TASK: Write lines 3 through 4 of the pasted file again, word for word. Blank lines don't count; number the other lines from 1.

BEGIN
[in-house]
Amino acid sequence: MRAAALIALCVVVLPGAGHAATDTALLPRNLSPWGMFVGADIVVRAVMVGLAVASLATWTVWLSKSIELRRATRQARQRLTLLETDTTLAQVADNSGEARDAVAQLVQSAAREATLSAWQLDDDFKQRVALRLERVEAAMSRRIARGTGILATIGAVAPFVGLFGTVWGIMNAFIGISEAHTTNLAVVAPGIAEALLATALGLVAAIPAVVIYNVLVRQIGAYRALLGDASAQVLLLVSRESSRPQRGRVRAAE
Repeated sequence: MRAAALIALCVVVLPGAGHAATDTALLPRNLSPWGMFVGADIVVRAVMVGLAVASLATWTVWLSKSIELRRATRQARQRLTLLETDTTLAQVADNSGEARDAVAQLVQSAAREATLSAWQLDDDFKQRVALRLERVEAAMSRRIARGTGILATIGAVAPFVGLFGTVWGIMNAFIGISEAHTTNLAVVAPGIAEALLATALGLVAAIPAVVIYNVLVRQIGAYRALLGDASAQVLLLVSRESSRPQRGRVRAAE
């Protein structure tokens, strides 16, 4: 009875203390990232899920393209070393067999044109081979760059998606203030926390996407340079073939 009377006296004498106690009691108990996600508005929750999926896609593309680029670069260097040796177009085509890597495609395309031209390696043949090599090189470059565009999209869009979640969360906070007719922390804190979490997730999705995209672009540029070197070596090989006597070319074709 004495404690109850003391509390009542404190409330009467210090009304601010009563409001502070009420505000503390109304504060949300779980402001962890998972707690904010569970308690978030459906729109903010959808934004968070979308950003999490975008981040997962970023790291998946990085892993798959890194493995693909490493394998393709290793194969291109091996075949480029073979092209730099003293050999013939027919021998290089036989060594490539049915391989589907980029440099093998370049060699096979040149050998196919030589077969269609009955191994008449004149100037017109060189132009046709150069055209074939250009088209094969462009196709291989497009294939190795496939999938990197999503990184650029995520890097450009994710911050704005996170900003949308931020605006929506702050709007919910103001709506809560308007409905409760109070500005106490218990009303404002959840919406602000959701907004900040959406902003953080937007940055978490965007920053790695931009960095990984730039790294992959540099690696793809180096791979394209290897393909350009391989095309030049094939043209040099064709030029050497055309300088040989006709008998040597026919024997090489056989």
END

Repeated sequence: MRAAALIALCVVVLPGAGHAATDTALLPRNLSPWGMFVGADIVVRAVMVGLAVASLATWTVWLSKSIELRRATRQARQRLTLLETDTTLAQVADNSGEARDAVAQLVQSAAREATLSAWQLDDDFKQRVALRLERVEAAMSRRIARGTGILATIGAVAPFVGLFGTVWGIMNAFIGISEAHTTNLAVVAPGIAEALLATALGLVAAIPAVVIYNVLVRQIGAYRALLGDASAQVLLLVSRESSRPQRGRVRAAE
């Protein structure tokens, strides 16, 4: 009875203390990232899920393209070393067999044109081979760059998606203030926390996407340079073939 009377006296004498106690009691108990996600508005929750999926896609593309680029670069260097040796177009085509890597495609395309031209390696043949090599090189470059565009999209869009979640969360906070007719922390804190979490997730999705995209672009540029070197070596090989006597070319074709 004495404690109850003391509390009542404190409330009467210090009304601010009563409001502070009420505000503390109304504060949300779980402001962890998972707690904010569970308690978030459906729109903010959808934004968070979308950003999490975008981040997962970023790291998946990085892993798959890194493995693909490493394998393709290793194969291109091996075949480029073979092209730099003293050999013939027919021998290089036989060594490539049915391989589907980029440099093998370049060699096979040149050998196919030589077969269609009955191994008449004149100037017109060189132009046709150069055209074939250009088209094969462009196709291989497009294939190795496939999938990197999503990184650029995520890097450009994710911050704005996170900003949308931020605006929506702050709007919910103001709506809560308007409905409760109070500005106490218990009303404002959840919406602000959701907004900040959406902003953080937007940055978490965007920053790695931009960095990984730039790294992959540099690696793809180096791979394209290897393909350009391989095309030049094939043209040099064709030029050497055309300088040989006709008998040597026919024997090489056989």